James Tyler and Paul Sparks : The Guitar and Its Music – From the Renaissance to the Classical Era
Jams Tyler and Paul Sparks
Oxford University Press: 348 pages
This hefty tome presents ideas and research on the history and development of the guitar and its music from the Renaissance to the dawn of the Classical era. Having already produced The Early Guitar – a History and Handbook back in 1980, James Tyler collaborated here with Paul Sparks again ( their previous book was the Early Mandolin from 1989), and the result was this careful and in depth study of the two main guitar types found between about 1550 and 1750.They focus principally on what the sources of the music (published and manuscript) and the writings of contempories reveal about the nature of the instruments and their roles in the music making of the period. One of the most useful and fascinating sections is the annotated lists of primary sources,( previously published in The Early Guitar but now revised and expanded) as they constitute the most comprehensive list of Baroque guitar music up to the time of publication (2002)
His appendices of performance practice information should also prove indispensable to performers and scholars alike. Paul Sparks also, offers an extensive study of the period in the guitar's history, the latter half of the 18th century which the standard histories usually dismiss in a few short paragraphs. Far from being a dormant instrument at this time, the guitar is shown to have been central to music-making in France, Italy, the Iberian Peninsula, and South America. Sparks provides a wealth of information about players, composers, instruments, and surviving compositions from this neglected but important period, and he examines how the five-course guitar gradually gave way to the six-string instrument, a process that occurred in very different ways (and at different times) in France, Italy, Spain, Germany, and Britain.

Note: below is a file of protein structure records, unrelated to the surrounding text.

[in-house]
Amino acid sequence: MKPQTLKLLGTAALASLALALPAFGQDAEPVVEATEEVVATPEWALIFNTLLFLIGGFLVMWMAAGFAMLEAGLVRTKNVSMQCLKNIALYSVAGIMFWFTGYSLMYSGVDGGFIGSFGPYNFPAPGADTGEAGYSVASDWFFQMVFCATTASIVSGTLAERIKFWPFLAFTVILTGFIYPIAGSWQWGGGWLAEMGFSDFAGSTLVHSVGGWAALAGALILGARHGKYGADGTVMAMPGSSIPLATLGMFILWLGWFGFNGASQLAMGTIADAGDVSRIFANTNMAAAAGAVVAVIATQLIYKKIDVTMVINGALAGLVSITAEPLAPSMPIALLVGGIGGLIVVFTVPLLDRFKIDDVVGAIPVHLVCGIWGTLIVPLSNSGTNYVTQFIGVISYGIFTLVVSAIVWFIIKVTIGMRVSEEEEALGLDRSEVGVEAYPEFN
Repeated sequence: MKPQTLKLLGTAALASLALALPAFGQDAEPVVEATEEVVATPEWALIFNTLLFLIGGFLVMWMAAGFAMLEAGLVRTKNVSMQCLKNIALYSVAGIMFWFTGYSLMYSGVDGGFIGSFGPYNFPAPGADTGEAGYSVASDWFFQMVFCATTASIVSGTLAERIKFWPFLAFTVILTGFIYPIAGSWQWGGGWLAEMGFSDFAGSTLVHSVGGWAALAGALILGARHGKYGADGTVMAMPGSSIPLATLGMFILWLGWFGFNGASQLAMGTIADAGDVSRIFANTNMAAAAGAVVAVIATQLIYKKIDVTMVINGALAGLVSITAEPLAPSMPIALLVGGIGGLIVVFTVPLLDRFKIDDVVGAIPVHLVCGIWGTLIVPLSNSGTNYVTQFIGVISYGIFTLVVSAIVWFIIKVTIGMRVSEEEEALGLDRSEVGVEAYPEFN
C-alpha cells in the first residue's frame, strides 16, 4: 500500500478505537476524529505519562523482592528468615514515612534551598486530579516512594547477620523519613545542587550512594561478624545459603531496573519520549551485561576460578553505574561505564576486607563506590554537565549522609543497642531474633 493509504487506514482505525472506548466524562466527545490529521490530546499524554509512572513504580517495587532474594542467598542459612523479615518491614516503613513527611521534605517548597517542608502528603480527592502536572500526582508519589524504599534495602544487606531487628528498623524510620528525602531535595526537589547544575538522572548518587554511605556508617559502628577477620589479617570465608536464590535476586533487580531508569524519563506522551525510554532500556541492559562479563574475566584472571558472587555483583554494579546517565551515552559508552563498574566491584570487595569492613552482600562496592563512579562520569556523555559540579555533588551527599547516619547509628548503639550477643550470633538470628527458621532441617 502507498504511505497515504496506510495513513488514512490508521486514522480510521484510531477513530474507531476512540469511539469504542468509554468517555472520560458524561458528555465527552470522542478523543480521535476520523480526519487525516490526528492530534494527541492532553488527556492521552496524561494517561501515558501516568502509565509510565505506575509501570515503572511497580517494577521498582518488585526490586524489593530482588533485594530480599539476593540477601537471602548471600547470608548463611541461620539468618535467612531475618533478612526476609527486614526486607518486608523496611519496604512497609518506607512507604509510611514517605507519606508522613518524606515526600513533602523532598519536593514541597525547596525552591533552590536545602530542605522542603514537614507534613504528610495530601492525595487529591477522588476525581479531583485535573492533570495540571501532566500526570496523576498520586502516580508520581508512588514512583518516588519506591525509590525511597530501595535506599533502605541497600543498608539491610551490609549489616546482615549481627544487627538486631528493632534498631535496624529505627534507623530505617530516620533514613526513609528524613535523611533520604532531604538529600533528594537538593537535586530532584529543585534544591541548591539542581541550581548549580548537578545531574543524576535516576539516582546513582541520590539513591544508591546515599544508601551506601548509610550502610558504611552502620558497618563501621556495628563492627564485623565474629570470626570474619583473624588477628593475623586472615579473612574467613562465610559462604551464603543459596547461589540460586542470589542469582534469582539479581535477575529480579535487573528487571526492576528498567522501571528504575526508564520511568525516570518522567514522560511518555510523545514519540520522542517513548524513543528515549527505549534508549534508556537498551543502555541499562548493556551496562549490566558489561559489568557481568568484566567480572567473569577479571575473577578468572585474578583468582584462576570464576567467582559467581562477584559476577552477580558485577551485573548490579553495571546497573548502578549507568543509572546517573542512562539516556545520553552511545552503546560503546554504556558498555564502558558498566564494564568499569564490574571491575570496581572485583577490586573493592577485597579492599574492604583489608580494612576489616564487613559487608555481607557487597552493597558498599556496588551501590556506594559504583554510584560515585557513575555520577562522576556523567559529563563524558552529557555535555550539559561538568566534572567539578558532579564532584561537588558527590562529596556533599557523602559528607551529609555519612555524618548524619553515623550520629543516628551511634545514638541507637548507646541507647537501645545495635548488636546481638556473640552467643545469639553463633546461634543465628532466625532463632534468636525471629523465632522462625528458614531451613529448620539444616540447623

Divided into 3 main sections , The Guitar in the Sixteenth Century,(50 pages) The Spanish Guitar ( from 1600 – 1750),(137 pages ) and The Origins of the Classical Guitar (162 pages) this fascinating book tells you so many useful, fascinating and engrossing details that you will almost certainly have never come across anywhere else , that I can only say that if you can get a copy it will be if not THE absolute, then one of the absolute reference books in your library, Well worth the effort it might take to get a copy!